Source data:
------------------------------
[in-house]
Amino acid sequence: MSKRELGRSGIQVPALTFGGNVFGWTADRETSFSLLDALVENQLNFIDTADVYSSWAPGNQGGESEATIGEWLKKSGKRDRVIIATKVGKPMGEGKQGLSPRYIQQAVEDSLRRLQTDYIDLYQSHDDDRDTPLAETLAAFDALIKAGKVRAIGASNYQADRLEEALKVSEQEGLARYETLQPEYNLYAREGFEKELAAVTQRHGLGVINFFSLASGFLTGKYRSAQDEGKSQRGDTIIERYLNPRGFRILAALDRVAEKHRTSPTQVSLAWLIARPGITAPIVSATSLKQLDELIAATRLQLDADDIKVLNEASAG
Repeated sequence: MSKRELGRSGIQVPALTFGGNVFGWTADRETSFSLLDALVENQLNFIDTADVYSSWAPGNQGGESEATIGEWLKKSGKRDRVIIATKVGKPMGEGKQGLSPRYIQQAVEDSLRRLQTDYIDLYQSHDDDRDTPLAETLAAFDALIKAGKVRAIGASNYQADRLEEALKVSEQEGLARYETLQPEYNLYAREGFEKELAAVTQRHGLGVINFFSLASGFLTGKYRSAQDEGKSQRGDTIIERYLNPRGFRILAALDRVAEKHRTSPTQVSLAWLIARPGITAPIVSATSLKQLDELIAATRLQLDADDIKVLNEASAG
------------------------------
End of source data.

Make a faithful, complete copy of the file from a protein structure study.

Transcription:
[in-house]
Amino acid sequence: MSKRELGRSGIQVPALTFGGNVFGWTADRETSFSLLDALVENQLNFIDTADVYSSWAPGNQGGESEATIGEWLKKSGKRDRVIIATKVGKPMGEGKQGLSPRYIQQAVEDSLRRLQTDYIDLYQSHDDDRDTPLAETLAAFDALIKAGKVRAIGASNYQADRLEEALKVSEQEGLARYETLQPEYNLYAREGFEKELAAVTQRHGLGVINFFSLASGFLTGKYRSAQDEGKSQRGDTIIERYLNPRGFRILAALDRVAEKHRTSPTQVSLAWLIARPGITAPIVSATSLKQLDELIAATRLQLDADDIKVLNEASAG
Repeated sequence: MSKRELGRSGIQVPALTFGGNVFGWTADRETSFSLLDALVENQLNFIDTADVYSSWAPGNQGGESEATIGEWLKKSGKRDRVIIATKVGKPMGEGKQGLSPRYIQQAVEDSLRRLQTDYIDLYQSHDDDRDTPLAETLAAFDALIKAGKVRAIGASNYQADRLEEALKVSEQEGLARYETLQPEYNLYAREGFEKELAAVTQRHGLGVINFFSLASGFLTGKYRSAQDEGKSQRGDTIIERYLNPRGFRILAALDRVAEKHRTSPTQVSLAWLIARPGITAPIVSATSLKQLDELIAATRLQLDADDIKVLNEASAG